Donald Trump devoted a large section of the end of his State of the Union address on Tuesday night to North Korea.
Anyone who was paying attention during George W. Bush’s State of the Union addresses in 2002 and 2003 would have found Trump’s statements frighteningly familiar: Trump used exactly the same justifications for war with North Korea as Bush had for war with Iraq when standing at the same podium.
To begin with, Trump claimed, the United States simply cannot accept a North Korea with weapons that could “threaten our homeland.” Moreover, the danger from Kim Jong Un is not just to America: His regime constitutes “a menace that threatens our world.”
Similarly, Bush had ruled out living with an Iraq armed with unconventional weapons that could be used against America. “Trusting in the sanity and restraint of Saddam Hussein,” said Bush, “is not a strategy, and it is not an option.” And this was not just for our sake: A nation such as Iraq, he had proclaimed, was “the gravest danger facing America and the world.”
But Trump’s assertions raised an obvious question: Why is the situation with North Korea so dire? Why can’t the United States, by far the most powerful country on earth, simply deter a government that seems to value literally nothing more than staying alive and in power?
The answer is obvious, Trump explained. “We need only look at the depraved character of the North Korean regime,” he said, “to understand the nature of the nuclear threat it could pose to America.” He then went on to describe the quite real and hideous actions of the Kim Jong-un’s government in loving, emotional detail – in particular what we’ve learned from the testimony of a refugee who was present, Ji Seong-ho.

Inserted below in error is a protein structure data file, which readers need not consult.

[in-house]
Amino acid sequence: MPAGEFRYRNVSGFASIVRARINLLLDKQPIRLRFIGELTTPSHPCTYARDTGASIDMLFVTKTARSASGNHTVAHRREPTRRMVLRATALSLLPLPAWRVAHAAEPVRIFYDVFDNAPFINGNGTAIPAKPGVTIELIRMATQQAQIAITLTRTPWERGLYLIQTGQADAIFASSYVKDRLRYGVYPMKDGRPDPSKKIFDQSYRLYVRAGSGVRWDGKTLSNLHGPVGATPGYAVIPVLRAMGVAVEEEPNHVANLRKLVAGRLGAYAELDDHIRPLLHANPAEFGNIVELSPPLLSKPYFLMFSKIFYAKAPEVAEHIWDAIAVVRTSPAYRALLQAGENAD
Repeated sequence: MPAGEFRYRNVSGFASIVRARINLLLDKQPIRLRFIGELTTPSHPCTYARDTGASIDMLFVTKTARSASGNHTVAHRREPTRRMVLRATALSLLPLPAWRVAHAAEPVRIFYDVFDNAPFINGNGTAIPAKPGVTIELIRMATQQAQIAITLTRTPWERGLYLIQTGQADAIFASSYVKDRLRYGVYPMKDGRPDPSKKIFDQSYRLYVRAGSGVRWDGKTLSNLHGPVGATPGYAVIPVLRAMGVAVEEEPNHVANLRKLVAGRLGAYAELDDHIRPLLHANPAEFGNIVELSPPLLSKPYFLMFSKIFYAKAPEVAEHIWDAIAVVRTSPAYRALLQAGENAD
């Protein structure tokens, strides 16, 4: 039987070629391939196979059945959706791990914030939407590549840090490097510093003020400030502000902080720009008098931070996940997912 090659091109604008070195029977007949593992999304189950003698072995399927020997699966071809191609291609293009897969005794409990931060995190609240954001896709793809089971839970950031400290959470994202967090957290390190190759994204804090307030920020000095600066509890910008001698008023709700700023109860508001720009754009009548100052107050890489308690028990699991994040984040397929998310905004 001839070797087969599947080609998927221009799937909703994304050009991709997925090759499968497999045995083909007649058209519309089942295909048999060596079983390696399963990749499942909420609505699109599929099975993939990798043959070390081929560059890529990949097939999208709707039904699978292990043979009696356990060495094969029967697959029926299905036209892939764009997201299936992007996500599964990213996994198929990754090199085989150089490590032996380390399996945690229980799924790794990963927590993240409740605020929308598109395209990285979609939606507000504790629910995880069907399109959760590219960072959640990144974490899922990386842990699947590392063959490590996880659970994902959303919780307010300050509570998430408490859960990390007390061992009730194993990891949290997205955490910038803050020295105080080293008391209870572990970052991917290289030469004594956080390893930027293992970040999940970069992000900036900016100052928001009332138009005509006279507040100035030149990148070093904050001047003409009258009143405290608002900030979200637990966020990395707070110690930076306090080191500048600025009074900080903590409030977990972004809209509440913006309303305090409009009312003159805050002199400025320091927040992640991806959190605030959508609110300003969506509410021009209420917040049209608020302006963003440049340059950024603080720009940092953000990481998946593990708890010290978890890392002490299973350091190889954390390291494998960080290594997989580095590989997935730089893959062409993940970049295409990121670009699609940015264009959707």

Bush made exactly the same case: According to Bush, the undeniable fact that Saddam Hussein posed a threat to Iraqis unquestionably meant he was a threat to the U.S. And how did we know about the suffering of Iraqis? “Iraqi refugees,” Bush said, “tell us how forced confessions are obtained, by torturing children while their parents are made to watch,” while Iraq’s torture chambers utilize “electric shock, burning with hot irons, dripping acid on the skin, mutilation with electric drills, cutting out tongues, and rape.”
Finally, according to Trump, we are simply running out of time with North Korea. The danger will reach its maximum “very soon,” and must be dealt with now, because “past experience has taught us that complacency and concessions only invite aggression and provocation.”
Or as Bush had put it, “Time is not on our side. I will not wait on events, while dangers gather. I will not stand by, as peril draws closer and closer.”
We know what happened next with Bush and Iraq: a gigantic, catastrophic war based on what turned out to be the shoddiest of lies.
What Tuesday’s State of the Union address demonstrated is that Americans – and the world – need to start taking seriously the possibility that the same thing may happen with Trump and North Korea, except on a much larger and even more terrifying scale.